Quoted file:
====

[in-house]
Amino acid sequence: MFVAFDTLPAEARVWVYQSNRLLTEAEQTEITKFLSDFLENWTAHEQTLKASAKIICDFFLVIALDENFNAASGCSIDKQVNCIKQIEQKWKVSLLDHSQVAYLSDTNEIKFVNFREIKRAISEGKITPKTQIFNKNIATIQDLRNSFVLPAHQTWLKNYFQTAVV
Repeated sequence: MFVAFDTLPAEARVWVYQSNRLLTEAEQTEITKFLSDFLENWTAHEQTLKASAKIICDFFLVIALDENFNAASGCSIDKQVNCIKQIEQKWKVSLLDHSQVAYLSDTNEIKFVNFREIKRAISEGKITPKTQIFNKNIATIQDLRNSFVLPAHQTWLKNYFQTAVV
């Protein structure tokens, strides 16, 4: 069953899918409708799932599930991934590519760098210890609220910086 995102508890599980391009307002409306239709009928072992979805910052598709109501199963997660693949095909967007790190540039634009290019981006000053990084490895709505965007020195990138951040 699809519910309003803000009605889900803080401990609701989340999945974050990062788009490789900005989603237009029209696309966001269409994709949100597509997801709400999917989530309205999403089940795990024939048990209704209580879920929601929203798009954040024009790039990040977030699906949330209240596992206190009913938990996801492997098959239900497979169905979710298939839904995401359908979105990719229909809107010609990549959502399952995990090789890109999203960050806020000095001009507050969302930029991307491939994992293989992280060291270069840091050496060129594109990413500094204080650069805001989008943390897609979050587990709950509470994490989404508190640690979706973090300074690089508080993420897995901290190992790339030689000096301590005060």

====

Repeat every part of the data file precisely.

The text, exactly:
[in-house]
Amino acid sequence: MFVAFDTLPAEARVWVYQSNRLLTEAEQTEITKFLSDFLENWTAHEQTLKASAKIICDFFLVIALDENFNAASGCSIDKQVNCIKQIEQKWKVSLLDHSQVAYLSDTNEIKFVNFREIKRAISEGKITPKTQIFNKNIATIQDLRNSFVLPAHQTWLKNYFQTAVV
Repeated sequence: MFVAFDTLPAEARVWVYQSNRLLTEAEQTEITKFLSDFLENWTAHEQTLKASAKIICDFFLVIALDENFNAASGCSIDKQVNCIKQIEQKWKVSLLDHSQVAYLSDTNEIKFVNFREIKRAISEGKITPKTQIFNKNIATIQDLRNSFVLPAHQTWLKNYFQTAVV
């Protein structure tokens, strides 16, 4: 069953899918409708799932599930991934590519760098210890609220910086 995102508890599980391009307002409306239709009928072992979805910052598709109501199963997660693949095909967007790190540039634009290019981006000053990084490895709505965007020195990138951040 699809519910309003803000009605889900803080401990609701989340999945974050990062788009490789900005989603237009029209696309966001269409994709949100597509997801709400999917989530309205999403089940795990024939048990209704209580879920929601929203798009954040024009790039990040977030699906949330209240596992206190009913938990996801492997098959239900497979169905979710298939839904995401359908979105990719229909809107010609990549959502399952995990090789890109999203960050806020000095001009507050969302930029991307491939994992293989992280060291270069840091050496060129594109990413500094204080650069805001989008943390897609979050587990709950509470994490989404508190640690979706973090300074690089508080993420897995901290190992790339030689000096301590005060």